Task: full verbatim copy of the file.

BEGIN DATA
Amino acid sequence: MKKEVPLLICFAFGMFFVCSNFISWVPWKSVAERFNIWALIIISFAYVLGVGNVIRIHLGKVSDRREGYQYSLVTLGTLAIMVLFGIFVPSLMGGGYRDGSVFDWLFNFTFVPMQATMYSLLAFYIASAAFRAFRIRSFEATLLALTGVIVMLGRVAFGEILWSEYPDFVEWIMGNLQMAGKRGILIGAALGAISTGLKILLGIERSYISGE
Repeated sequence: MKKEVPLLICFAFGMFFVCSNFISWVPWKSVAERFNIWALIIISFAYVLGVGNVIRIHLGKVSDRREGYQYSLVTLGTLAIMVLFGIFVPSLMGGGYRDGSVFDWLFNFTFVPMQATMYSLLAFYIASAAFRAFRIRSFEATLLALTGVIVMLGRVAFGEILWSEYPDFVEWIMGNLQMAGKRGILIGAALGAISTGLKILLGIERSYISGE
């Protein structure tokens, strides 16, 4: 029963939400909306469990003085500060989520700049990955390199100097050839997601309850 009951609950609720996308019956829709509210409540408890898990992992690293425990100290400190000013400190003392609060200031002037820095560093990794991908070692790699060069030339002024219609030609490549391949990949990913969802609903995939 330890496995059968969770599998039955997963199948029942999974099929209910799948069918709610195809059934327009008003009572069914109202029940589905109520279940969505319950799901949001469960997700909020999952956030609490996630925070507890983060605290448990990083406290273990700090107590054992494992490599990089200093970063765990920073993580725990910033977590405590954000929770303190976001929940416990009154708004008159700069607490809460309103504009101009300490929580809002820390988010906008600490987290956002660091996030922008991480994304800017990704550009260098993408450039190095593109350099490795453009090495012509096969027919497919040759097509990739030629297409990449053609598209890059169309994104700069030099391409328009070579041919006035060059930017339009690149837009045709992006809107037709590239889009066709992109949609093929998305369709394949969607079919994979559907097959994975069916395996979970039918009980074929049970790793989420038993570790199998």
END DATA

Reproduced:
Amino acid sequence: MKKEVPLLICFAFGMFFVCSNFISWVPWKSVAERFNIWALIIISFAYVLGVGNVIRIHLGKVSDRREGYQYSLVTLGTLAIMVLFGIFVPSLMGGGYRDGSVFDWLFNFTFVPMQATMYSLLAFYIASAAFRAFRIRSFEATLLALTGVIVMLGRVAFGEILWSEYPDFVEWIMGNLQMAGKRGILIGAALGAISTGLKILLGIERSYISGE
Repeated sequence: MKKEVPLLICFAFGMFFVCSNFISWVPWKSVAERFNIWALIIISFAYVLGVGNVIRIHLGKVSDRREGYQYSLVTLGTLAIMVLFGIFVPSLMGGGYRDGSVFDWLFNFTFVPMQATMYSLLAFYIASAAFRAFRIRSFEATLLALTGVIVMLGRVAFGEILWSEYPDFVEWIMGNLQMAGKRGILIGAALGAISTGLKILLGIERSYISGE
């Protein structure tokens, strides 16, 4: 029963939400909306469990003085500060989520700049990955390199100097050839997601309850 009951609950609720996308019956829709509210409540408890898990992992690293425990100290400190000013400190003392609060200031002037820095560093990794991908070692790699060069030339002024219609030609490549391949990949990913969802609903995939 330890496995059968969770599998039955997963199948029942999974099929209910799948069918709610195809059934327009008003009572069914109202029940589905109520279940969505319950799901949001469960997700909020999952956030609490996630925070507890983060605290448990990083406290273990700090107590054992494992490599990089200093970063765990920073993580725990910033977590405590954000929770303190976001929940416990009154708004008159700069607490809460309103504009101009300490929580809002820390988010906008600490987290956002660091996030922008991480994304800017990704550009260098993408450039190095593109350099490795453009090495012509096969027919497919040759097509990739030629297409990449053609598209890059169309994104700069030099391409328009070579041919006035060059930017339009690149837009045709992006809107037709590239889009066709992109949609093929998305369709394949969607079919994979559907097959994975069916395996979970039918009980074929049970790793989420038993570790199998």